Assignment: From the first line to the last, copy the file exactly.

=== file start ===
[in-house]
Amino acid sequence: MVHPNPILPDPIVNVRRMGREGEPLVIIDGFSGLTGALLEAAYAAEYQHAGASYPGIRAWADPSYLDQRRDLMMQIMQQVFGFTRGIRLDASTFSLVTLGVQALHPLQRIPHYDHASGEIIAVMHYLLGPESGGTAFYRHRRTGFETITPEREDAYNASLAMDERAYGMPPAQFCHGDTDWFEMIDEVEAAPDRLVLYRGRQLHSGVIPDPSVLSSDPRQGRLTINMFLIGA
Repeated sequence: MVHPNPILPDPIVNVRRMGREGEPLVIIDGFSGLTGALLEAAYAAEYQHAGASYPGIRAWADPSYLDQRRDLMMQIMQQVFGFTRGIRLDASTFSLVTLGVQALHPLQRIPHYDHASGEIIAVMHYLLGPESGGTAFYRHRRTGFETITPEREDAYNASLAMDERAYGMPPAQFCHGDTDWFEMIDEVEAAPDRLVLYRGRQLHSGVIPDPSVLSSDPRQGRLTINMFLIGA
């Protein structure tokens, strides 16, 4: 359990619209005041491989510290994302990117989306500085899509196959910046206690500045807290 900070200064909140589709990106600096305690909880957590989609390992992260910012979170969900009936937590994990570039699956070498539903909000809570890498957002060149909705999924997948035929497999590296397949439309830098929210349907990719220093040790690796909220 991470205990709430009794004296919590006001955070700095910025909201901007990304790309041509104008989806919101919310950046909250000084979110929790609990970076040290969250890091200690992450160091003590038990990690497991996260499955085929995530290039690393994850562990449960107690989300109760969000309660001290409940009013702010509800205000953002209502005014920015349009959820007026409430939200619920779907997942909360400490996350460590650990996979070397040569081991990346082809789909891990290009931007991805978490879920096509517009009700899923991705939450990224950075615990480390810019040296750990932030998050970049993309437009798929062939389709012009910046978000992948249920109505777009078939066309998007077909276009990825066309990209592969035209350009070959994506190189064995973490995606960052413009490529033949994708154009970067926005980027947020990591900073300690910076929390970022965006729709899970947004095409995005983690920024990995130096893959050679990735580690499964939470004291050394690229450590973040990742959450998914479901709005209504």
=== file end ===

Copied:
[in-house]
Amino acid sequence: MVHPNPILPDPIVNVRRMGREGEPLVIIDGFSGLTGALLEAAYAAEYQHAGASYPGIRAWADPSYLDQRRDLMMQIMQQVFGFTRGIRLDASTFSLVTLGVQALHPLQRIPHYDHASGEIIAVMHYLLGPESGGTAFYRHRRTGFETITPEREDAYNASLAMDERAYGMPPAQFCHGDTDWFEMIDEVEAAPDRLVLYRGRQLHSGVIPDPSVLSSDPRQGRLTINMFLIGA
Repeated sequence: MVHPNPILPDPIVNVRRMGREGEPLVIIDGFSGLTGALLEAAYAAEYQHAGASYPGIRAWADPSYLDQRRDLMMQIMQQVFGFTRGIRLDASTFSLVTLGVQALHPLQRIPHYDHASGEIIAVMHYLLGPESGGTAFYRHRRTGFETITPEREDAYNASLAMDERAYGMPPAQFCHGDTDWFEMIDEVEAAPDRLVLYRGRQLHSGVIPDPSVLSSDPRQGRLTINMFLIGA
């Protein structure tokens, strides 16, 4: 359990619209005041491989510290994302990117989306500085899509196959910046206690500045807290 900070200064909140589709990106600096305690909880957590989609390992992260910012979170969900009936937590994990570039699956070498539903909000809570890498957002060149909705999924997948035929497999590296397949439309830098929210349907990719220093040790690796909220 991470205990709430009794004296919590006001955070700095910025909201901007990304790309041509104008989806919101919310950046909250000084979110929790609990970076040290969250890091200690992450160091003590038990990690497991996260499955085929995530290039690393994850562990449960107690989300109760969000309660001290409940009013702010509800205000953002209502005014920015349009959820007026409430939200619920779907997942909360400490996350460590650990996979070397040569081991990346082809789909891990290009931007991805978490879920096509517009009700899923991705939450990224950075615990480390810019040296750990932030998050970049993309437009798929062939389709012009910046978000992948249920109505777009078939066309998007077909276009990825066309990209592969035209350009070959994506190189064995973490995606960052413009490529033949994708154009970067926005980027947020990591900073300690910076929390970022965006729709899970947004095409995005983690920024990995130096893959050679990735580690499964939470004291050394690229450590973040990742959450998914479901709005209504």